Day 40 - Final performance
We all arrive late and a bit stunned for the matinee. The celebratory atmosphere of the night before felt like a closure, I have to reassure the dancers that there is still one performance left, and that it matters. They give a very strong performance, to a decent house for a matinee. All the ballets are strong, Scherzo is danced the best since the first performance. Chuck gives easily his best performance of Aubade, I only wish it had been videotaped, especially the I-stopped-counting-at-five pirouettes ending in perfect fifth position on relevé. Armature and Horizon are both solid and suddenly it’s all over.
We did a good job and there’s nothing more that can go wrong. I don’t need to be on alert anymore. I’ve guided them all through it all, through every potential hazard. I get a gold star.
I go to the dressing room in a haze, having packed the auction items and left them in boxes at the loading dock. The men’s dressing room is eerily clean; there’s not even a trace of Ted and Barry there. Chuck left after the final intermission; he had to pack and go to Toronto the following day to dance Swan Lake with the National Ballet of Canada. I don’t really want to say good bye to anyone though. I hate the sense of closure, as if the moment can never be retrieved. The tiny voice inside of me as people praised the performance kept asking, “But what if this is the best thing I ever do? What if this is the top?” But I think the best thing I ever do will be the thing that I am doing now, today. I didn’t watch Horizon with much interest even though it was many other people’s favorite ballet. I made it six years ago; in some ways it feels like a stranger. And yet, I also got to revisit the past and re-write it. I re-made a ballet I was dissatisfied with in 1995 and I got it right this time. I felt the 1998 concert was nearly crippled by personnel issues. This year I felt I managed the production with efficiency and mastery - almost like a zen warrior. I learned how to work; I learned to be sure to do what was necessary and to not do the unnecessary. Seemingly unrelated, but crucially, I was able to care for myself through the concert, there was always something for me to eat and clean clothing to wear. My apartment was navigable; I was able to even accomplish things other than the concert (knitting, some writing, even this diary.) When one lives alone, there’s no one to care for you if you can’t. And if you can’t, depression follows soon after.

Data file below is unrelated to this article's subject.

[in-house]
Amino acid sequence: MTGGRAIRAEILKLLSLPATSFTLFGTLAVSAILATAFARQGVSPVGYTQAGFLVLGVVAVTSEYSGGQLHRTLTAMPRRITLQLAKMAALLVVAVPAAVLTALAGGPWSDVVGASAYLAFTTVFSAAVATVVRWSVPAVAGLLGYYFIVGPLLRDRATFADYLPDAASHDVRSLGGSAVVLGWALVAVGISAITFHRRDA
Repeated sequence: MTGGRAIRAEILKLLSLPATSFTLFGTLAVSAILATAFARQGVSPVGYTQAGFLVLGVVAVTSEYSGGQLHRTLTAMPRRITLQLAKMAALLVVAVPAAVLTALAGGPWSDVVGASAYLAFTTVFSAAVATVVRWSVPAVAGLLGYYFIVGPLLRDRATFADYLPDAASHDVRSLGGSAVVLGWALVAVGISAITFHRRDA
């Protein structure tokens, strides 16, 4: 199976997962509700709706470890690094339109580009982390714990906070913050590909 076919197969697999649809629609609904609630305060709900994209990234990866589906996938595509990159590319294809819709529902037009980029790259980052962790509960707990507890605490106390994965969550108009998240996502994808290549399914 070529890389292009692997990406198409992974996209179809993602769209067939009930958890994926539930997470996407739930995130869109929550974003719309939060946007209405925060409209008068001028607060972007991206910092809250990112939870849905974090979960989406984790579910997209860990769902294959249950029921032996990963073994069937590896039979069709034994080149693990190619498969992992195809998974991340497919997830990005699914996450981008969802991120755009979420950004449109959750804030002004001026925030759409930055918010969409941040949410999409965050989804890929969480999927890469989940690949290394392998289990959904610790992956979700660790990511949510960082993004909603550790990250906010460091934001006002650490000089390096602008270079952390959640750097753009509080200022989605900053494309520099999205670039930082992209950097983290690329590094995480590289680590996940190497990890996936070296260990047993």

At the end of the 1996 concert, I nearly quit choreographing. I had done a good job, but couldn’t see how that possibly mattered, I was making no headway towards a career as a choreographer, managing only to throw myself further into debt. I took what I said was a year’s hiatus, but I didn’t know whether it wasn’t actually forever. The time when I knew I needed to start the 1998 concert kept approaching nearer and I was paralyzed with indecision and fear as to whether to go on and risk the pain or just give up. But if I didn’t choreograph, no matter what else I did, I wasn’t sure who I was. So I went back, thinking, “Better a flawed personality than none at all.” And I did give up. I didn’t give up trying to choreograph well, I just decided to give up trying to get what I thought was somehow my recognition due from others. If the only person in the audience was me, I still had made the ballet and that was what mattered. When I looked at the ballets during the performances this year, I realized finally that I what I wanted most was simply to see them, to watch them. I made them because I wanted them to be made. And even though their existence is as evanescent as all of dance is, they still constitute a map of my life. It may be written in mist or sand, but there is still something indelible in the writing, something that makes sense of the fact that I exist. It may be a whisper, and no one may be there to hear it, but it still persists, “I am here, I am here, I am here. . .”